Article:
Another week, another record high for stocks. This has become the drill in 2017, as markets haven’t seen a weekly pullback in the S&P 500 greater than 2 percent in well over a year. A lack of volatility and another quarter of supportive earnings is doing the trick, bringing blue-chip equity returns above the 18 percent return mark year-to-date. With 95 percent of companies having now reported, third quarter earnings season has unofficially concluded. In this season of bounty, we give thanks for another quarter in which corporate America underpromised and overdelivered, with S&P 500 sales and earnings both having risen by approximately 6 percent. While this is slower than the double-digit growth logged in the first half of 2017, earnings expansion again exceeded expectations. We now begin the holiday season, as marked by this week of Thanksgiving. Stock and bond markets were open for limited trading on Friday, but trading volumes mid-week had already begun to wane ahead of what for many professional investors is a four-day weekend. Despite the typical lull in activity ahead of the holiday, this week has been atypically eventful.
Not on Their Watch?
Threatening to derail AT&T’s planned acquisition of content creator Time Warner, the U.S. Department of Justice (DoJ) sued to block the combination this week. Antitrust law typically pushes back on proposed deals that combine competitors in the same industry, which are deals known as “horizontal combinations.” In this case, we have AT&T, a leader in wireless communications and video distribution attempting to buy a content creator. Neither business overlaps with the other and no competitor would be eliminated by combining the two companies. The last time the U.S. government sued to block one of these so-called “vertical” combinations was in 1979 when it unsuccessfully challenged the merger of a manufacturer of truck wheels with a truck trailer manufacturer.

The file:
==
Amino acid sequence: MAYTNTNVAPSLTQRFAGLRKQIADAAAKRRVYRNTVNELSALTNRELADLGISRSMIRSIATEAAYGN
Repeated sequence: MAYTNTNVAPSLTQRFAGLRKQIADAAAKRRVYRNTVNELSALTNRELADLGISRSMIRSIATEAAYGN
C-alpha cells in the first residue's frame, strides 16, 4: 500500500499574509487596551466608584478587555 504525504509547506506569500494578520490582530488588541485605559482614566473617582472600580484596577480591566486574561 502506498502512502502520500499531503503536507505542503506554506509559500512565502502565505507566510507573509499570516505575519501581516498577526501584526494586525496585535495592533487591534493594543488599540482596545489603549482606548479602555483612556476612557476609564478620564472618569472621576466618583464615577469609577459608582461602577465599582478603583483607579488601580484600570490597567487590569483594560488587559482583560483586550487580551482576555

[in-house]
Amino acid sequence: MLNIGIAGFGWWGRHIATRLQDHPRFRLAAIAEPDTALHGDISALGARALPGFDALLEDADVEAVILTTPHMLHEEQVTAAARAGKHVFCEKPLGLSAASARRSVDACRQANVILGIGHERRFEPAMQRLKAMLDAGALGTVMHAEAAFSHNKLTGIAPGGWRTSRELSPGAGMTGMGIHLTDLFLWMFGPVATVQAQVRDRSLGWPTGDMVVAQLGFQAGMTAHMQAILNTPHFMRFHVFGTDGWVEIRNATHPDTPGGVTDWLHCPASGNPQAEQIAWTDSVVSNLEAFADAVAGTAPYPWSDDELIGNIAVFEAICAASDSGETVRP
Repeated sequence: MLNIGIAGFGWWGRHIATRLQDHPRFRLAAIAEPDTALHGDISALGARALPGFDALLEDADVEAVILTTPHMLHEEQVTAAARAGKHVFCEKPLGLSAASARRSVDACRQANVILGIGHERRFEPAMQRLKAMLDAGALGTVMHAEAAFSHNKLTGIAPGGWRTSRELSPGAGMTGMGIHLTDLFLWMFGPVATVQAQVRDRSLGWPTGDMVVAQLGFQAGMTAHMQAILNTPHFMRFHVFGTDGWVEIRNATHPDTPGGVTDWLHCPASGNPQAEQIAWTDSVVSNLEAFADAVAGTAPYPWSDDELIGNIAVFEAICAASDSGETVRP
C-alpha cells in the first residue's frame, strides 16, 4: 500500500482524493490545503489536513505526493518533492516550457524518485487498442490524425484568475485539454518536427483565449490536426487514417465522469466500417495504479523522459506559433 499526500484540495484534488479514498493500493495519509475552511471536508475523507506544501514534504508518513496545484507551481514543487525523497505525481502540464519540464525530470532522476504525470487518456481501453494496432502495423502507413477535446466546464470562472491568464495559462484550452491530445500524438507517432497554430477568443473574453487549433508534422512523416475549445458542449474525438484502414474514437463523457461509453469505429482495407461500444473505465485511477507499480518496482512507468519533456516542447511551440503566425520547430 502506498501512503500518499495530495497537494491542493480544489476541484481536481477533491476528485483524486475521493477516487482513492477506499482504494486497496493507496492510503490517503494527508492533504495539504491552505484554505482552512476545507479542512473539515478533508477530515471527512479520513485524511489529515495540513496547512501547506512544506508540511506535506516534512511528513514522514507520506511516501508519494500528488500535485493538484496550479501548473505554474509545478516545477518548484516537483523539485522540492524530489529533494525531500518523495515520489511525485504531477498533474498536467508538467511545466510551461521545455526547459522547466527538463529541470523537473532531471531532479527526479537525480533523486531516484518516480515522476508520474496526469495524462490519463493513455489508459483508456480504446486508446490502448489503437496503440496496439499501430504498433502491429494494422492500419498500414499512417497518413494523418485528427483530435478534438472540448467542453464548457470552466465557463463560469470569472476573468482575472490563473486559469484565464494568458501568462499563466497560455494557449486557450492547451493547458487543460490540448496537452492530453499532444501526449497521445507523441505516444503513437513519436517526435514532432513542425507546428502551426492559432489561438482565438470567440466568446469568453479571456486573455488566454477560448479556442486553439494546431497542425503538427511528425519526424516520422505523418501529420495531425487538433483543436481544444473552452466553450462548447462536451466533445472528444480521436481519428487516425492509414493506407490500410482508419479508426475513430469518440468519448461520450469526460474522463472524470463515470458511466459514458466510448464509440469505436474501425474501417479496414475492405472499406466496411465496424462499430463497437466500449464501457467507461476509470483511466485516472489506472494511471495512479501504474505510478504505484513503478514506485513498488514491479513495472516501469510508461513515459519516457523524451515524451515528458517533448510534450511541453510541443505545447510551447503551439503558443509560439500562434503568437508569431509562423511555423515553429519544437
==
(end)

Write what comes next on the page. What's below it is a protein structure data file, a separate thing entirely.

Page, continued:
I’ll See You in Court!
The DoJ is claiming that AT&T will be able to withhold content from video distribution competitors like Comcast and Charter, or otherwise make it prohibitively expensive to purchase. But such a move lacks economic rationale. For AT&T to earn acceptable returns on this acquisition, it will need to sell Time Warner network content from CNN, TBS, TNT and HBO to other video distributors. AT&T attorneys are prepared to fight the DoJ lawsuit, and will undoubtedly make this argument before the U.S. District Court Judge should the case actually go to trial. For now, the state of U.S. antitrust law has been turned on its head, but without good legal precedent for the DoJ’s lawsuit, our best guess is that AT&T will prevail with few if any concessions.
In addition to the DoJ drama unfolding, investors were confronted with another interesting regulatory development this week. The state of Nebraska has greenlighted the final leg of an oil pipeline planned to deliver Canadian oil to the U.S. mid-continent. Final approval wasn’t without a wrinkle, however, as Nebraska has proposed a lengthier and more costly route than the one preferred by TransCanada. Even if it agrees to the alternative route, the Canadian pipeline company faces a slew of additional lawsuits that threaten to delay what has already been an excruciatingly long regulatory approval process. Perhaps in recognition of these ongoing complications, TransCanada’s stock failed to deliver any cartwheels, rising a modest 1.6 percent on the news.
Regulatory reform enacted since last fall’s presidential election has been a key factor we’ve cited in giving businesses the added confidence to invest and expand. While final state approval of Keystone is a positive regulatory development at the margin, the U.S. government’s challenge of the AT&T/Time Warner deal is not.
Takeaways from the Week
- Stocks continue to set new highs amid surprisingly low volatility
- Regulatory developments this week were a mixed bag for corporate America